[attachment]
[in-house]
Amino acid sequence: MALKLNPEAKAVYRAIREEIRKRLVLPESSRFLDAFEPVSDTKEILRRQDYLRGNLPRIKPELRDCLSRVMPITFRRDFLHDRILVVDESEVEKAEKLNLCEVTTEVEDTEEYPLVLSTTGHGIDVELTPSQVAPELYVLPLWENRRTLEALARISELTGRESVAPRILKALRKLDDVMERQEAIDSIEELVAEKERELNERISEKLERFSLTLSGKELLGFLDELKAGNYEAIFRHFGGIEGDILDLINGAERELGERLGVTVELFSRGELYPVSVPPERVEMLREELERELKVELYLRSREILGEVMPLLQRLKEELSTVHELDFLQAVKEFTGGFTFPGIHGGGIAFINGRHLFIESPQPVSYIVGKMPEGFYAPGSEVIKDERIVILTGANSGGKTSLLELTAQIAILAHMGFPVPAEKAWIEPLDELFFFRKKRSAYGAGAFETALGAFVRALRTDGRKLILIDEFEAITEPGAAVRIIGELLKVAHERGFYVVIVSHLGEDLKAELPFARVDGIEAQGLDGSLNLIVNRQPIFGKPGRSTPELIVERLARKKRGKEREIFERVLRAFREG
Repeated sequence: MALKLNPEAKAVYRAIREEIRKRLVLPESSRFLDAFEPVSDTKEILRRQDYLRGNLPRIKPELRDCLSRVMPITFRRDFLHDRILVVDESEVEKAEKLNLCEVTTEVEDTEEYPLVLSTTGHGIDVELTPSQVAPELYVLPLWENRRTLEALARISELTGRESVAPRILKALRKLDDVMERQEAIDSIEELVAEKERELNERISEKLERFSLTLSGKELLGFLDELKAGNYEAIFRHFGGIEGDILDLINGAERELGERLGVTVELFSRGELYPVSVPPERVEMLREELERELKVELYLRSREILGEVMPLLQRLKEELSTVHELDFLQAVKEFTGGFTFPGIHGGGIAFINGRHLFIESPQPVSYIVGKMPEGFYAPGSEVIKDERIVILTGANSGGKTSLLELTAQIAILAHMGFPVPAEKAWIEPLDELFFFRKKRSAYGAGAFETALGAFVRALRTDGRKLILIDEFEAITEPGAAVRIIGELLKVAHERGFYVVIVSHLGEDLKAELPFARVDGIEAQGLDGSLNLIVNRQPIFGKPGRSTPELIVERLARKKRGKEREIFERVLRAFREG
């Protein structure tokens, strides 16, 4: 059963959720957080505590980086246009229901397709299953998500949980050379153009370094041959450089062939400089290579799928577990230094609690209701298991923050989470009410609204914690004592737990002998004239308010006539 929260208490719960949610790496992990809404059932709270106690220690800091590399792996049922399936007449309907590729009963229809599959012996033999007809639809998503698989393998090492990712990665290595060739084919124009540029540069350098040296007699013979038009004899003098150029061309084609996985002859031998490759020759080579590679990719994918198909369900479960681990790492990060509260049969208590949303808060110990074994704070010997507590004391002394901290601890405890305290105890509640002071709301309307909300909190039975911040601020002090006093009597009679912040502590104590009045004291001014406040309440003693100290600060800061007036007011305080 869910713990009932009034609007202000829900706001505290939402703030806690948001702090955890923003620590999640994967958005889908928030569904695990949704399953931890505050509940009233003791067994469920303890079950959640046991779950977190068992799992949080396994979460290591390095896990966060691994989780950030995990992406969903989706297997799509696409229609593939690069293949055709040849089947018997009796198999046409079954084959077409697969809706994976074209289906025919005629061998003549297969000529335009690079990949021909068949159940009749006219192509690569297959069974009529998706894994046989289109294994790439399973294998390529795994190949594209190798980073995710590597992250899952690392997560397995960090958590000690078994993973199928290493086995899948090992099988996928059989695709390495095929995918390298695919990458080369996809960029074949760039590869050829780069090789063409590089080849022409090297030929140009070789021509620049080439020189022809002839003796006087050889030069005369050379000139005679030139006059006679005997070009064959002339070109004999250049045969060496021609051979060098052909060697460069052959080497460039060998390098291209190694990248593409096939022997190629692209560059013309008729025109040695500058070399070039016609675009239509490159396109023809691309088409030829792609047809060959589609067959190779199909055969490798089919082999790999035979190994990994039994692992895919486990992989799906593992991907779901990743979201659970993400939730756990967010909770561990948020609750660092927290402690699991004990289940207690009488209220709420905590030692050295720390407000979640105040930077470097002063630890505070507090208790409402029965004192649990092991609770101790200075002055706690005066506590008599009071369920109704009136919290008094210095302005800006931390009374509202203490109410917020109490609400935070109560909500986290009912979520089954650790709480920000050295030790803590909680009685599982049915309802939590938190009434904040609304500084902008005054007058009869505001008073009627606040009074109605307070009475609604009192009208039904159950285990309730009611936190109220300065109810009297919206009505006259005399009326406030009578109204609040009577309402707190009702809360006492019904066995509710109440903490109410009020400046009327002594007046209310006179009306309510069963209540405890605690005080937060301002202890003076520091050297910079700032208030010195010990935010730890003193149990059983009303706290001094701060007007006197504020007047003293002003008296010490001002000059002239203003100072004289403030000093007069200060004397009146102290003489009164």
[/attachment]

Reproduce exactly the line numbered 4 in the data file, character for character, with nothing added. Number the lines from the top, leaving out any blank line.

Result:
């Protein structure tokens, strides 16, 4: 059963959720957080505590980086246009229901397709299953998500949980050379153009370094041959450089062939400089290579799928577990230094609690209701298991923050989470009410609204914690004592737990002998004239308010006539 929260208490719960949610790496992990809404059932709270106690220690800091590399792996049922399936007449309907590729009963229809599959012996033999007809639809998503698989393998090492990712990665290595060739084919124009540029540069350098040296007699013979038009004899003098150029061309084609996985002859031998490759020759080579590679990719994918198909369900479960681990790492990060509260049969208590949303808060110990074994704070010997507590004391002394901290601890405890305290105890509640002071709301309307909300909190039975911040601020002090006093009597009679912040502590104590009045004291001014406040309440003693100290600060800061007036007011305080 869910713990009932009034609007202000829900706001505290939402703030806690948001702090955890923003620590999640994967958005889908928030569904695990949704399953931890505050509940009233003791067994469920303890079950959640046991779950977190068992799992949080396994979460290591390095896990966060691994989780950030995990992406969903989706297997799509696409229609593939690069293949055709040849089947018997009796198999046409079954084959077409697969809706994976074209289906025919005629061998003549297969000529335009690079990949021909068949159940009749006219192509690569297959069974009529998706894994046989289109294994790439399973294998390529795994190949594209190798980073995710590597992250899952690392997560397995960090958590000690078994993973199928290493086995899948090992099988996928059989695709390495095929995918390298695919990458080369996809960029074949760039590869050829780069090789063409590089080849022409090297030929140009070789021509620049080439020189022809002839003796006087050889030069005369050379000139005679030139006059006679005997070009064959002339070109004999250049045969060496021609051979060098052909060697460069052959080497460039060998390098291209190694990248593409096939022997190629692209560059013309008729025109040695500058070399070039016609675009239509490159396109023809691309088409030829792609047809060959589609067959190779199909055969490798089919082999790999035979190994990994039994692992895919486990992989799906593992991907779901990743979201659970993400939730756990967010909770561990948020609750660092927290402690699991004990289940207690009488209220709420905590030692050295720390407000979640105040930077470097002063630890505070507090208790409402029965004192649990092991609770101790200075002055706690005066506590008599009071369920109704009136919290008094210095302005800006931390009374509202203490109410917020109490609400935070109560909500986290009912979520089954650790709480920000050295030790803590909680009685599982049915309802939590938190009434904040609304500084902008005054007058009869505001008073009627606040009074109605307070009475609604009192009208039904159950285990309730009611936190109220300065109810009297919206009505006259005399009326406030009578109204609040009577309402707190009702809360006492019904066995509710109440903490109410009020400046009327002594007046209310006179009306309510069963209540405890605690005080937060301002202890003076520091050297910079700032208030010195010990935010730890003193149990059983009303706290001094701060007007006197504020007047003293002003008296010490001002000059002239203003100072004289403030000093007069200060004397009146102290003489009164």